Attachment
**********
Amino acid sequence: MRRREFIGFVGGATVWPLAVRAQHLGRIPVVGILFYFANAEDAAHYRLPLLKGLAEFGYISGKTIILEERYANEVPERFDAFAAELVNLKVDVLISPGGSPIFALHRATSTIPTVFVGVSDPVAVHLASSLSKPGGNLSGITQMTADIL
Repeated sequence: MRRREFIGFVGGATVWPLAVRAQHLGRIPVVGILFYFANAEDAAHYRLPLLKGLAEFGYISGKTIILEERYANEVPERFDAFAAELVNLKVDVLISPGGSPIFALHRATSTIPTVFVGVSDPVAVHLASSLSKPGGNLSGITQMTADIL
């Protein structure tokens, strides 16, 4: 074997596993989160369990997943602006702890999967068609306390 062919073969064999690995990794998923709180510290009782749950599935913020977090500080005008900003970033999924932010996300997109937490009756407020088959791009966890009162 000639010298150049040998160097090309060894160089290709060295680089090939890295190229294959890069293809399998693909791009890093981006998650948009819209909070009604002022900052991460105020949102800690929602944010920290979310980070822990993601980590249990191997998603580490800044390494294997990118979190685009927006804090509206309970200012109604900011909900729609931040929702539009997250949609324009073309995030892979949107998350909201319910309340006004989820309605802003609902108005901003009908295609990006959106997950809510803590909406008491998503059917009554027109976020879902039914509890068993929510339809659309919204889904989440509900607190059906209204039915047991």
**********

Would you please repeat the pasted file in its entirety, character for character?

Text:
Amino acid sequence: MRRREFIGFVGGATVWPLAVRAQHLGRIPVVGILFYFANAEDAAHYRLPLLKGLAEFGYISGKTIILEERYANEVPERFDAFAAELVNLKVDVLISPGGSPIFALHRATSTIPTVFVGVSDPVAVHLASSLSKPGGNLSGITQMTADIL
Repeated sequence: MRRREFIGFVGGATVWPLAVRAQHLGRIPVVGILFYFANAEDAAHYRLPLLKGLAEFGYISGKTIILEERYANEVPERFDAFAAELVNLKVDVLISPGGSPIFALHRATSTIPTVFVGVSDPVAVHLASSLSKPGGNLSGITQMTADIL
């Protein structure tokens, strides 16, 4: 074997596993989160369990997943602006702890999967068609306390 062919073969064999690995990794998923709180510290009782749950599935913020977090500080005008900003970033999924932010996300997109937490009756407020088959791009966890009162 000639010298150049040998160097090309060894160089290709060295680089090939890295190229294959890069293809399998693909791009890093981006998650948009819209909070009604002022900052991460105020949102800690929602944010920290979310980070822990993601980590249990191997998603580490800044390494294997990118979190685009927006804090509206309970200012109604900011909900729609931040929702539009997250949609324009073309995030892979949107998350909201319910309340006004989820309605802003609902108005901003009908295609990006959106997950809510803590909406008491998503059917009554027109976020879902039914509890068993929510339809659309919204889904989440509900607190059906209204039915047991």